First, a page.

A public records request provides a look into the FBI’s use of intelligence and national security powers to track domestic dissent.
By Chip Gibbons | The Intercept | Apr 5, 2020
‘These cases demonstrate the FBI’s unwillingness to distinguish non-violent civil disobedience protesting government policy from terrorism,’ — Michael German, former FBI agent
In 2006, ST. Louis-based activist and academic Mark Chmiel received a message on his answering machine from the Federal Bureau of Investigation. The FBI wanted to talk to Chmiel about trip three years ago that he and other St. Louis activists took with the International Solidarity Movement to the West Bank, in the Israeli-occupied Palestinian territories. When Chmiel’s attorney reached out to the FBI, they did not respond.
Chmiel later wrote that he was motivated to travel to the West Bank by Palestinians’ calls for volunteers, international organizations’ inability to deal with the occupation, and his own country’s complicity in Israel’s actions. The International Solidarity Movement, or ISM, which would be Chmiel’s vehicle, encourages international volunteers to come to the occupied territories and engage in nonviolent direct action against the occupation. During the delegation Chmiel was on, Israel soldiers opened fire on a Palestinian protest and injured one of the St. Louis activists. An aging Holocaust survivor who was also part of the delegation was subjected to a humiliating and invasive search when departing from Israel.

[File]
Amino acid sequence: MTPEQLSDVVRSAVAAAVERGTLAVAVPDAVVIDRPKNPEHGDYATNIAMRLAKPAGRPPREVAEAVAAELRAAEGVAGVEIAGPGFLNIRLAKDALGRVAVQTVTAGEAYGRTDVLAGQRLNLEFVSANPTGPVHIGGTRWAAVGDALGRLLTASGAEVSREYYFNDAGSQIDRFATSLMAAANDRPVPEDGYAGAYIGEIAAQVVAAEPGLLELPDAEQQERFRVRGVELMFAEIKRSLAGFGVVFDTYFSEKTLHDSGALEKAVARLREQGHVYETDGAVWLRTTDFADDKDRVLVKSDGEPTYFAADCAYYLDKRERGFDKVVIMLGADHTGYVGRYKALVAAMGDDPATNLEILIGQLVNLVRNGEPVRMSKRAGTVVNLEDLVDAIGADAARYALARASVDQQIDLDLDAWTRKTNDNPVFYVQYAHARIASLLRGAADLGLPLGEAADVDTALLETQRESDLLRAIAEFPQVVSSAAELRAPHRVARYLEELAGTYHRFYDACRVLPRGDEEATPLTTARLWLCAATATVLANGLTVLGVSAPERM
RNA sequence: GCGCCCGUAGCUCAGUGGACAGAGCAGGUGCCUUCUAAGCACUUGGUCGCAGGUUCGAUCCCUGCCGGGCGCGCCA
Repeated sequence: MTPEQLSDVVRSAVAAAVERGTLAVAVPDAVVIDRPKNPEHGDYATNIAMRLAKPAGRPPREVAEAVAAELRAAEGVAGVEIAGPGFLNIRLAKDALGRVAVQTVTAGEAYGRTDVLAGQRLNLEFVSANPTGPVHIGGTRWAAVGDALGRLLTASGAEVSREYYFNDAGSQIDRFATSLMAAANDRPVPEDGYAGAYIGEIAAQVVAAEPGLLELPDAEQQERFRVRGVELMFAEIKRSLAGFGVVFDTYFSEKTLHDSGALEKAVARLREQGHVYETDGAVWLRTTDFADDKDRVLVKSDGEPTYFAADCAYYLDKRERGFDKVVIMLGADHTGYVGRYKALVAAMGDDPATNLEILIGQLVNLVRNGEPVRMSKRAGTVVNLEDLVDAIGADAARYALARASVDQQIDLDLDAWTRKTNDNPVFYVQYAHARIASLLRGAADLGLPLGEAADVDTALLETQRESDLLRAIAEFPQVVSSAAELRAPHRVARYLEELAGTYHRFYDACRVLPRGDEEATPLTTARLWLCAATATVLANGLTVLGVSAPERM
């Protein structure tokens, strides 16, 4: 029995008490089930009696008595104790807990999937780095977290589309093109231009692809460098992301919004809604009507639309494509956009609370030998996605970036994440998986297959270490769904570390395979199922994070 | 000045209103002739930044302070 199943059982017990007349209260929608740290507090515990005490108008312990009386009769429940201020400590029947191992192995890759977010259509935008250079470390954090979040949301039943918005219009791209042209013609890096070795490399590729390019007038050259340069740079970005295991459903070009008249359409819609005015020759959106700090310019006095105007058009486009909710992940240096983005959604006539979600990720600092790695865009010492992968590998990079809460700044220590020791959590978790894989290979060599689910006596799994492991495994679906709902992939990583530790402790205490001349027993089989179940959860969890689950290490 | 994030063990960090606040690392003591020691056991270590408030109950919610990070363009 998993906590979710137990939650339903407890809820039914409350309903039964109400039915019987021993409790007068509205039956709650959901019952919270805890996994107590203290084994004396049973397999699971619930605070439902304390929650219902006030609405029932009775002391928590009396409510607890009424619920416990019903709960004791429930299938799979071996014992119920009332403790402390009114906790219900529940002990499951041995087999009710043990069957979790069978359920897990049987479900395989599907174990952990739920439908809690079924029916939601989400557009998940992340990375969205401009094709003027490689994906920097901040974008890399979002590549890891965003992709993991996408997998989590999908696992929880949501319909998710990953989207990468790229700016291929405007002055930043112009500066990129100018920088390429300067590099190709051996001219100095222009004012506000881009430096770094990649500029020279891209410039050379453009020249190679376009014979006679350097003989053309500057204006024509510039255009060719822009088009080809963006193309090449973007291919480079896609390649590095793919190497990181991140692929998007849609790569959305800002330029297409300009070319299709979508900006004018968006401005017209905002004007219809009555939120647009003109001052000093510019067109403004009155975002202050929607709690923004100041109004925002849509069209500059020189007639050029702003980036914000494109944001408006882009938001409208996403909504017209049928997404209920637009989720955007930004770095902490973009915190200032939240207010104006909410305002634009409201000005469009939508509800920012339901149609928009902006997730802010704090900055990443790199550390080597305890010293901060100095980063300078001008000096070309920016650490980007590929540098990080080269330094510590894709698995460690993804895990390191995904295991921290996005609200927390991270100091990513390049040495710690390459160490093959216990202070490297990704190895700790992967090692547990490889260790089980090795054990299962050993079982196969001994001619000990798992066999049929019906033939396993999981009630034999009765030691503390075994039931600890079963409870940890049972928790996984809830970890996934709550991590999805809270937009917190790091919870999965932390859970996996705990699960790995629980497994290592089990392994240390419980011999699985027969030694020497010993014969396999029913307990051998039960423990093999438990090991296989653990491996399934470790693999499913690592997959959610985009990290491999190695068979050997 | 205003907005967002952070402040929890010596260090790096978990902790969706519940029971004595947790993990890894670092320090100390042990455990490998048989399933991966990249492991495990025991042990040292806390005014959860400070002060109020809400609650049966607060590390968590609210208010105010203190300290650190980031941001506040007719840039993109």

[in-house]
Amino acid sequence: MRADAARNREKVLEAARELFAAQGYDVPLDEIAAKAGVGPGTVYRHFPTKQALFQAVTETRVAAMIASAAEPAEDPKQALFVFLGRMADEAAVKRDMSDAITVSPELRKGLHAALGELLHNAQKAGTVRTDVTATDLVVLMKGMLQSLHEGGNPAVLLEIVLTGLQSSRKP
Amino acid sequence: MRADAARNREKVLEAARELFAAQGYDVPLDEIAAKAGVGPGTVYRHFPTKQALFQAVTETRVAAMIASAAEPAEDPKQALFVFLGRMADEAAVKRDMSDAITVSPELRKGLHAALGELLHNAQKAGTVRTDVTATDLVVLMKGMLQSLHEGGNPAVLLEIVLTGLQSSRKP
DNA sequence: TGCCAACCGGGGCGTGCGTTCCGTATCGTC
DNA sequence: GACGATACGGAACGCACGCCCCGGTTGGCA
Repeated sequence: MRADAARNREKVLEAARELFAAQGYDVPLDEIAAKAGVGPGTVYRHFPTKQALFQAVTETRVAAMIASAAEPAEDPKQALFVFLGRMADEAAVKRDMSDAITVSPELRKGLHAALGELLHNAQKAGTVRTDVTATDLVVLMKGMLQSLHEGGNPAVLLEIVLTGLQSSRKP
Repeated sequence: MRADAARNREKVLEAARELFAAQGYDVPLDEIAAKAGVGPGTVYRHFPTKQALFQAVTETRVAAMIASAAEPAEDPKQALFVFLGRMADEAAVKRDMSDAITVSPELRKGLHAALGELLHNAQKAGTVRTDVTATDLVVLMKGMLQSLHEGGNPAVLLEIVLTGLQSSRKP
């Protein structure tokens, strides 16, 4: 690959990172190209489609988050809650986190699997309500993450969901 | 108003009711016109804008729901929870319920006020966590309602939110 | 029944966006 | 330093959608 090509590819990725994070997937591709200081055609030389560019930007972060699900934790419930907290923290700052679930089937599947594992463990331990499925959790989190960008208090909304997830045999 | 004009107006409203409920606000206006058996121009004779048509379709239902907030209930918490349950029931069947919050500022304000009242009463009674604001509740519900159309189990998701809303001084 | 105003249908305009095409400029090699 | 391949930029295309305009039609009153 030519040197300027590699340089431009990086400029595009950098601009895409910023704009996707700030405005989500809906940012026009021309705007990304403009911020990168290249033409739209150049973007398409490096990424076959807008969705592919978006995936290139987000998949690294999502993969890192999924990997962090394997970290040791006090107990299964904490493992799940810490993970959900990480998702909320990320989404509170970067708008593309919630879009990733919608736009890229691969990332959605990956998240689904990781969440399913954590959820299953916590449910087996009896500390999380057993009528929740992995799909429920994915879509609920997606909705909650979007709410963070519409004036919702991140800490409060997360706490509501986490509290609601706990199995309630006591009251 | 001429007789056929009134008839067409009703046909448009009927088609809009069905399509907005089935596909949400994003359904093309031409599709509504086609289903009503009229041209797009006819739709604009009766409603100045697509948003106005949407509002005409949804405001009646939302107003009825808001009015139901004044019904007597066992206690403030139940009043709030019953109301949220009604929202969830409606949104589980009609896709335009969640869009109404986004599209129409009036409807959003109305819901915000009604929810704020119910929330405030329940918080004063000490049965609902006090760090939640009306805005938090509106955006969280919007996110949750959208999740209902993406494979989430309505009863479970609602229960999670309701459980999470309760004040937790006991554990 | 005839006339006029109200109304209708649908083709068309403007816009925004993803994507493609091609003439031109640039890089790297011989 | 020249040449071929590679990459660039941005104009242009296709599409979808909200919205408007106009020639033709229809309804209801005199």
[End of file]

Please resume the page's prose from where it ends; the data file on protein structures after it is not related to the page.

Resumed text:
Some 12 cases have been confirmed in Gaza, as well as hundreds in the occupied West Bank and thousands in Israel.
By Fedaa al-Qedra | Aljazeera | Apr 5, 2020
The factory also has to contend with frequent power outages that are commonplace in Gaza and last for eight hours a day, a result of the blockade and tensions between Hamas and the PA in the occupied West Bank.
Gaza City, Gaza – The Unipal garment factory in the besieged Gaza Strip has not operated at full speed for more than a decade, but on a recent morning hundreds of workers hunched over rows of sewing machines here, making medical masks and surgical gowns.
As the rapid global spread of the coronavirus pandemic triggered a surge in demand for these items last month, the factory located in an industrial zone east of Gaza City changed its business from producing clothing to sought-after medical items.
Many bookstores are closed, but you may have one of these books on your bookshelf ready to read.
By Michael Arria |Mondoweiss | Apr 3, 2020